Born in 1872, Aubrey Vincent Beardsley was an English illustrator and author. His drawings in black ink, influenced by the style of Japanese woodcuts, emphasized the grotesque, the decadent, and the erotic. He was a leading figure in the Aesthetic movement which also included Oscar Wilde and James A. McNeill Whistler. Beardsley’s contribution to the development of the Art Nouveau and poster styles was significant, despite the brevity of his career before his early death at 25 from tuberculosis.
Most of Beardsley’s images are drawn in ink, and feature large dark areas contrasted with large blank ones, and areas of fine detail contrasted with areas with none at all. Beardsley’s work reflected the decadence of his era and his influence was enormous, clearly visible in the work of the French Symbolists, the Poster Art Movement of the 1890s and the work of many later-period Art Nouveau artists like Pape, Mucha and Clarke.
More than mere illustrations, Beardsley’s images captured the mood of the accompanying text, while aggressively critiquing repressive Victorian concepts of sexuality, beauty, gender roles, and consumerism.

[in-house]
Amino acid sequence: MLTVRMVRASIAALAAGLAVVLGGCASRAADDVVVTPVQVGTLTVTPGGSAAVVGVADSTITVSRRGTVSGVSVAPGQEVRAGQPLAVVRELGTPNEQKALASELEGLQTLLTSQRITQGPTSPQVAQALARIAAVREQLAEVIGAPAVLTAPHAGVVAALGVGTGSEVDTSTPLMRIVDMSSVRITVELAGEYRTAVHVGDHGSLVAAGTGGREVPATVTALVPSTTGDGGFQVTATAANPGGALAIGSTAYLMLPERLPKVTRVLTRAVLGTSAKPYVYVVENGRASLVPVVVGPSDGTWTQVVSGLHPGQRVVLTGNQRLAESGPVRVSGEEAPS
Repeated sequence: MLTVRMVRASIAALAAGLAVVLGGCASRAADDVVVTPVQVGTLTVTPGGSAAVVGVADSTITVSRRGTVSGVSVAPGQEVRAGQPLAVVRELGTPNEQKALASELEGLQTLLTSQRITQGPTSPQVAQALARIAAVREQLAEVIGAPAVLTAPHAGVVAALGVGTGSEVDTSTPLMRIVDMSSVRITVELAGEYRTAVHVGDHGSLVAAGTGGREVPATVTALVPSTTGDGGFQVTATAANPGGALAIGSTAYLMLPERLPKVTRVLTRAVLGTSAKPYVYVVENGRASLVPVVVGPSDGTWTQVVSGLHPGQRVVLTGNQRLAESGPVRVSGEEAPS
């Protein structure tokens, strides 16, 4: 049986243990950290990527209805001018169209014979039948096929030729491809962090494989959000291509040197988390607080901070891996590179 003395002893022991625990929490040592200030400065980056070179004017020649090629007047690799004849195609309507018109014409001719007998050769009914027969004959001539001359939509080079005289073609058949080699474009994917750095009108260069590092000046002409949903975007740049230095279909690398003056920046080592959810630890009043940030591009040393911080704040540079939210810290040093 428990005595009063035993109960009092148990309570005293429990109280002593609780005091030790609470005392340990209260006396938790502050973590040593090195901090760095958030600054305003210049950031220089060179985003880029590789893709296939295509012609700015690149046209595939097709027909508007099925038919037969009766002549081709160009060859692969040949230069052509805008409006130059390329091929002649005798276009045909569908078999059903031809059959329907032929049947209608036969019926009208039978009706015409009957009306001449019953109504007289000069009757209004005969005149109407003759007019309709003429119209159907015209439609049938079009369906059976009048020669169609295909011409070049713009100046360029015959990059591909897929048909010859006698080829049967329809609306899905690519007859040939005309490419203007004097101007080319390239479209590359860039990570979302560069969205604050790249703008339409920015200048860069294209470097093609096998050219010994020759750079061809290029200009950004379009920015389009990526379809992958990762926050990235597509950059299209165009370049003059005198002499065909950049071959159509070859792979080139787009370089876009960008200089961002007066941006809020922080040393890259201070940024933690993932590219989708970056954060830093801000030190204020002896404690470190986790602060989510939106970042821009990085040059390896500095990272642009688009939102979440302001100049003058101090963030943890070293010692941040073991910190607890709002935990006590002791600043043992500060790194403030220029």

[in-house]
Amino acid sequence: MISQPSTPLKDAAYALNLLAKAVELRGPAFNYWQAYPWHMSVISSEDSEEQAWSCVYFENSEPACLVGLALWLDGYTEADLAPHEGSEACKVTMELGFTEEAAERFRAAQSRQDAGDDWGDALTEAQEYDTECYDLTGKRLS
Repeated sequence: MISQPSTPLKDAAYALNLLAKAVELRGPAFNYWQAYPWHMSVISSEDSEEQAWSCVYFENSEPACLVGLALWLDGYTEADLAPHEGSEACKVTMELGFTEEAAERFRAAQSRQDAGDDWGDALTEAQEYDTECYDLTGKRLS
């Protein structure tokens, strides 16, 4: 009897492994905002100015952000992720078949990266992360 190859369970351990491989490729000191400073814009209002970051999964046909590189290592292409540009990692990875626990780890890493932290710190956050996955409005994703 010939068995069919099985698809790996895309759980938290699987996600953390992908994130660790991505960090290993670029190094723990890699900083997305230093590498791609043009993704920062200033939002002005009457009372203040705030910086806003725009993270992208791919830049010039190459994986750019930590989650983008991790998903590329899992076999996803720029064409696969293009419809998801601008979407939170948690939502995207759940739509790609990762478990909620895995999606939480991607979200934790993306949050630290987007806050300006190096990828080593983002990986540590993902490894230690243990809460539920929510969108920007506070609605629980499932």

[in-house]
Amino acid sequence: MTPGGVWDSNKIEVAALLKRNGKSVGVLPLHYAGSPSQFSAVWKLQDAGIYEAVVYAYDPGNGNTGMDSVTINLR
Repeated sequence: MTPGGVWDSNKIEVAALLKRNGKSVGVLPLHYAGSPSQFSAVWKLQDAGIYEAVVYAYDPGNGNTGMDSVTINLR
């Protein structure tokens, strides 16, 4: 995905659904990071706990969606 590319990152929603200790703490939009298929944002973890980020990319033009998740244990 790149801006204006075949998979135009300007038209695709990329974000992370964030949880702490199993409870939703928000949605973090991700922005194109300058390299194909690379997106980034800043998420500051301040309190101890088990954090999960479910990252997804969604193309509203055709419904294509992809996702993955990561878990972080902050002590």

Beardsley’s poster art and essay, “The Art of the Hoarding” (1894) changed how the public thought about art and advertising. The two, according to the artist, were not mutually exclusive. His theatre posters manifested his theory and helped revolutionize poster production in Europe and America.
Beardsley created his first colour lithograph poster in 1894 for the Avenue Theatre in London, which featured two plays at the time. The poster was a sensation. At the time, the relationship between posters, public advertisements, and fine art was a topic of debate, with Beardsley at the forefront. Reflecting upon Henri Toulouse-Lautrec’s poster art and his own ambitions to accomplish something similar in England, Beardsley set out his theory on art and advertising in 1894’s The Art of the Hoarding . In his essay, the artist argued that, “advertisement is an absolute necessity of modern life.” According to Beardsley, ads should be beautiful as well as understood by the general public. His posters, as well as his convictions about commercial design, were practical and beautiful, helping to revolutionize poster advertising.